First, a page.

Tuesday, 7 August 2012

Mother made her Pastry (1940's)

I would like to bet there are not many women these days that make pastry every week like our mother did, and in the volume now only seen in a super market bakery, (I am exaggerating a bit).

But with seven of us (our father and his brother uncle Jack, and four of us lads)  in the farm house to cater for at that time, and just when we were growing up, she showed us how to cook and bake cakes, and of coarse make pastry.


Mother made her Pastry

Mother made her pastry, mixed in a great mixing big bowl,
Then thumped it on the table, with the rolling pin she'd roll,
Used all sorts to cut the rings, no proper cutter got,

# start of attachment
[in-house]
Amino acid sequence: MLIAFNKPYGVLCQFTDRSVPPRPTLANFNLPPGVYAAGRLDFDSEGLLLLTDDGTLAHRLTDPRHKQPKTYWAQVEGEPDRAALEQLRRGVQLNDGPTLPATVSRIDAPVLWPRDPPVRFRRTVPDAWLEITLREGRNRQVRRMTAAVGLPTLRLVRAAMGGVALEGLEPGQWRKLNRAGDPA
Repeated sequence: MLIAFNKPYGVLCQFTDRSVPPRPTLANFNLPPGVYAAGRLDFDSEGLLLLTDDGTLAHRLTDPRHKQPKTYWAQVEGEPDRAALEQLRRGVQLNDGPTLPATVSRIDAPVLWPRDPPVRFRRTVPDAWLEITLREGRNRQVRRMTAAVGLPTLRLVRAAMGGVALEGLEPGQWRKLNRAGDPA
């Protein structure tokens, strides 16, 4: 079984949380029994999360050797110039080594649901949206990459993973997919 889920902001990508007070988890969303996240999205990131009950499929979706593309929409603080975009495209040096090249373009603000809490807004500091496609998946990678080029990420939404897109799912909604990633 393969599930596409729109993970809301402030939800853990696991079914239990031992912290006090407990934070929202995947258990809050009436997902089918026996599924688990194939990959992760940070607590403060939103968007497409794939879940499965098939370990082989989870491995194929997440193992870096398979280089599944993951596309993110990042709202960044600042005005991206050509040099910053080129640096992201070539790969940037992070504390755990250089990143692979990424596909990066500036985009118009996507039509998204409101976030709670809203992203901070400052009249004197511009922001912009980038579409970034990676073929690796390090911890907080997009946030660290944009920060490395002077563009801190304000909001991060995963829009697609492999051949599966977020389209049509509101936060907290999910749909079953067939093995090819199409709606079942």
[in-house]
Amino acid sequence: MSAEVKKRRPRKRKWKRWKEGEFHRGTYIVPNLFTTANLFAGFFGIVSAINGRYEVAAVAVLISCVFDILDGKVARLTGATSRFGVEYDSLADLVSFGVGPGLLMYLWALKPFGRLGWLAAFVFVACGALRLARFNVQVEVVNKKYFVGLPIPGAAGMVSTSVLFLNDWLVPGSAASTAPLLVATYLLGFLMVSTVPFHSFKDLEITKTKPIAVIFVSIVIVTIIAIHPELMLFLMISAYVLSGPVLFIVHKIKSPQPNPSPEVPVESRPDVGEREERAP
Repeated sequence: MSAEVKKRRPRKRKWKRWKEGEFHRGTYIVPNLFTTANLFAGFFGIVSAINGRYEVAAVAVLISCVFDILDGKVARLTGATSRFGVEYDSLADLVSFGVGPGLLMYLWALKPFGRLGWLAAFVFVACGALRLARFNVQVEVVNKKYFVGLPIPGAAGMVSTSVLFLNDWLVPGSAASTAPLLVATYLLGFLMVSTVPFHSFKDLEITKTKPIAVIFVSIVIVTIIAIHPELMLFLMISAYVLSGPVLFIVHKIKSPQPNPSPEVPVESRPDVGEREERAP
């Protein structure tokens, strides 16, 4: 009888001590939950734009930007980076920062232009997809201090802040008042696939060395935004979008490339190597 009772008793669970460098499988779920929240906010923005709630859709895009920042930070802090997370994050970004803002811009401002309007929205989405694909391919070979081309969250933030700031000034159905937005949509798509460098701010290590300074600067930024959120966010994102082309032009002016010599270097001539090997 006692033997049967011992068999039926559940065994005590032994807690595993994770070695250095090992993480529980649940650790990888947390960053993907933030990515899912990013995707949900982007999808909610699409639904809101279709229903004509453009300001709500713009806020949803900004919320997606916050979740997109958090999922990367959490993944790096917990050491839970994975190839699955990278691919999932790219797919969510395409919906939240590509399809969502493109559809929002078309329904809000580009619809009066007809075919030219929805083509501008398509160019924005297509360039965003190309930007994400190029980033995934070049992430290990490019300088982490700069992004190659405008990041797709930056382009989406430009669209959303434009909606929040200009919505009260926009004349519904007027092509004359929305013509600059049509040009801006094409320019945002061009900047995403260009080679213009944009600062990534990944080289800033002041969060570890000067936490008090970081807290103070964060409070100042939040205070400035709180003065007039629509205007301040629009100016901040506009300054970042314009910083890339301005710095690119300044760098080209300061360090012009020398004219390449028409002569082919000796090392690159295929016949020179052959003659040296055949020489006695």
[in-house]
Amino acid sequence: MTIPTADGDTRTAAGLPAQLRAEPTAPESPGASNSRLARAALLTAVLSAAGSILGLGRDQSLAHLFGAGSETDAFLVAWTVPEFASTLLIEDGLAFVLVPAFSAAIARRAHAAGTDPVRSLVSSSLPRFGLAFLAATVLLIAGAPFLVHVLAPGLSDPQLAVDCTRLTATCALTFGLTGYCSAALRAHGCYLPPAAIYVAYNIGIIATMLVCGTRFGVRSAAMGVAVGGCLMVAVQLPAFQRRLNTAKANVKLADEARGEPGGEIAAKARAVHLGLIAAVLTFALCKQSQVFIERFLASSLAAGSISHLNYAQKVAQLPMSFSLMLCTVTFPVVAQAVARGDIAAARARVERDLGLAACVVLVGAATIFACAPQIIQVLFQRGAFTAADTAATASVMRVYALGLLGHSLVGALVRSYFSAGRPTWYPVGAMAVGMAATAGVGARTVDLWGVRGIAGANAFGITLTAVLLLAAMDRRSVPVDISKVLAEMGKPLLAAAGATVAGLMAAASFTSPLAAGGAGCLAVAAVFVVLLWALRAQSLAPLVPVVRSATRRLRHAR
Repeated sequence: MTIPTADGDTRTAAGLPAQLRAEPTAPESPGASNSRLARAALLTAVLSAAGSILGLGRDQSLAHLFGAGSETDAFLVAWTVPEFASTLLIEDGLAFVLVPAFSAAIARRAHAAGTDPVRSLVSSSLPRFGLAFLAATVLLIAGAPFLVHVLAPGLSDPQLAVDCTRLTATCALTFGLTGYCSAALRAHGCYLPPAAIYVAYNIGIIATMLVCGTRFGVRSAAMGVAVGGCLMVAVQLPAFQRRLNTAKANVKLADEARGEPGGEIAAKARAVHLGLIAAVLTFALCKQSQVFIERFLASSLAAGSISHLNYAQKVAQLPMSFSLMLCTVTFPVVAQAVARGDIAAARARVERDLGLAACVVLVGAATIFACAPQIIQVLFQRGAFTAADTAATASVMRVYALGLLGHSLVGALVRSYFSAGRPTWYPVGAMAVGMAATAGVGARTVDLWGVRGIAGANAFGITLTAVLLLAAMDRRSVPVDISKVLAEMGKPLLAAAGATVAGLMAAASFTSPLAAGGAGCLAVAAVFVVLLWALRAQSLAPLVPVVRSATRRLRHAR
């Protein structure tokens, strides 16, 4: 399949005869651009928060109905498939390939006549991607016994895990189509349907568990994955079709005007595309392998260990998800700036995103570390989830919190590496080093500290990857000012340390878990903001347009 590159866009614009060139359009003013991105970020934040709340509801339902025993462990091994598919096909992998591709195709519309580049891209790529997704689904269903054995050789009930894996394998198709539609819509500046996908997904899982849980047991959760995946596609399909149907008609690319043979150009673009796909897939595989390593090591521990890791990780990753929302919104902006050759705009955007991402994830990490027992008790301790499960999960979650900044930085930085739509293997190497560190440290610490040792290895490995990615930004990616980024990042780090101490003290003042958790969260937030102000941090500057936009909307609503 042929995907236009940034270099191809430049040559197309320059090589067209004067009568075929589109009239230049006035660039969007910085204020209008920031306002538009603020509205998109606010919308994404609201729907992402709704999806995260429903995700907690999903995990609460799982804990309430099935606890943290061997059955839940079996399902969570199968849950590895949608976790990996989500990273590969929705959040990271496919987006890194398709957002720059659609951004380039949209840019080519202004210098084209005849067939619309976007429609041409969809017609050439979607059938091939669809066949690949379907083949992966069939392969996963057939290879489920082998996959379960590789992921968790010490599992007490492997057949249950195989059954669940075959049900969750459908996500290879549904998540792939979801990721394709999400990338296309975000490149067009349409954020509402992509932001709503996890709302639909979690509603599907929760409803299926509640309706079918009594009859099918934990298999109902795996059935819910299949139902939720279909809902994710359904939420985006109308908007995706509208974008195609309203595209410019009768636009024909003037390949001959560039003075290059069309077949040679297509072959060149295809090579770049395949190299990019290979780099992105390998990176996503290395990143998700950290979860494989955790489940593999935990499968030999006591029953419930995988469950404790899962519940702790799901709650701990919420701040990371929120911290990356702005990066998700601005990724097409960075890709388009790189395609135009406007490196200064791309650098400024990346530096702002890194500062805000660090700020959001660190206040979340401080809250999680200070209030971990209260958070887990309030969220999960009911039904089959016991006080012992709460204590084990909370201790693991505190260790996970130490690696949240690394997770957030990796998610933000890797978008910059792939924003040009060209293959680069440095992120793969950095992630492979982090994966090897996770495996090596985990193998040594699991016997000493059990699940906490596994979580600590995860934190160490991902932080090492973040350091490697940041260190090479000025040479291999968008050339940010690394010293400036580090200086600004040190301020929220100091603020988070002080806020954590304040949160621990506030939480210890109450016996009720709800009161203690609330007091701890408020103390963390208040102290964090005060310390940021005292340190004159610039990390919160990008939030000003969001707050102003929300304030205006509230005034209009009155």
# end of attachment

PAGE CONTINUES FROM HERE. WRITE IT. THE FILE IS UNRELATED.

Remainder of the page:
A glass or cup or old pan lid, something just right size she'd spot.

Jam tarts large with fancy edge, jam tarts small and neat,
Mince pies filled with lid on top, all look too good to eat,
Spare pastry given to us kids, to roll and make our own,
Rolling out and cutting pastry, just like we'd been shown.

It went grey in our hands, our hand got cleaner too,
Currant flap-over sealed down, whipped egg brushed on for glue,
Then we used the pastry tins, greased the inside more,
So they'd pop out without sticking, as mother did before.

Should go on the cooling rack, but ours were not there long,
Eaten soon as cool enough, so as not to burn our tongue,
No crumbs left of what we made, and mothers dare not touch,
Cooled and stored in an air tight tin, to last a week's too much.

Countryman (Owd Fred)


A cold need the cook as much as the doctor.Scottish Proverb

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